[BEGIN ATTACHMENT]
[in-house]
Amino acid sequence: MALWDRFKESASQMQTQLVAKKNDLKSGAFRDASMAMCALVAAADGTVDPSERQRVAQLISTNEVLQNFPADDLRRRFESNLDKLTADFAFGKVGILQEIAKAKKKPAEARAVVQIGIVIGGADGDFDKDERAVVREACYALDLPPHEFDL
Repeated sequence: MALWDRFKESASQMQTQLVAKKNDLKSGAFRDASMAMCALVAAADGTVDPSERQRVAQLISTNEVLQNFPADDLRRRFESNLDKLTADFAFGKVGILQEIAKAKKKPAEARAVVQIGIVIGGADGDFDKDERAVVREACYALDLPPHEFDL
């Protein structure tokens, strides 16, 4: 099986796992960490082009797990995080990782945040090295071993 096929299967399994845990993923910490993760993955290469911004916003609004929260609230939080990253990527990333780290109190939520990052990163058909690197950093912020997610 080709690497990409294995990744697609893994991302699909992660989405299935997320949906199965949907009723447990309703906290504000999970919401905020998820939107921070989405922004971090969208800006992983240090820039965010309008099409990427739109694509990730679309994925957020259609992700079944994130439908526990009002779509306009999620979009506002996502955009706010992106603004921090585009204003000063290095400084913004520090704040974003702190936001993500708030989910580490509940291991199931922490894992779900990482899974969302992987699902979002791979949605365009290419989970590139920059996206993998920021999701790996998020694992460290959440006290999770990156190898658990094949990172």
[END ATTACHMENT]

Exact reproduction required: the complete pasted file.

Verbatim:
[in-house]
Amino acid sequence: MALWDRFKESASQMQTQLVAKKNDLKSGAFRDASMAMCALVAAADGTVDPSERQRVAQLISTNEVLQNFPADDLRRRFESNLDKLTADFAFGKVGILQEIAKAKKKPAEARAVVQIGIVIGGADGDFDKDERAVVREACYALDLPPHEFDL
Repeated sequence: MALWDRFKESASQMQTQLVAKKNDLKSGAFRDASMAMCALVAAADGTVDPSERQRVAQLISTNEVLQNFPADDLRRRFESNLDKLTADFAFGKVGILQEIAKAKKKPAEARAVVQIGIVIGGADGDFDKDERAVVREACYALDLPPHEFDL
């Protein structure tokens, strides 16, 4: 099986796992960490082009797990995080990782945040090295071993 096929299967399994845990993923910490993760993955290469911004916003609004929260609230939080990253990527990333780290109190939520990052990163058909690197950093912020997610 080709690497990409294995990744697609893994991302699909992660989405299935997320949906199965949907009723447990309703906290504000999970919401905020998820939107921070989405922004971090969208800006992983240090820039965010309008099409990427739109694509990730679309994925957020259609992700079944994130439908526990009002779509306009999620979009506002996502955009706010992106603004921090585009204003000063290095400084913004520090704040974003702190936001993500708030989910580490509940291991199931922490894992779900990482899974969302992987699902979002791979949605365009290419989970590139920059996206993998920021999701790996998020694992460290959440006290999770990156190898658990094949990172």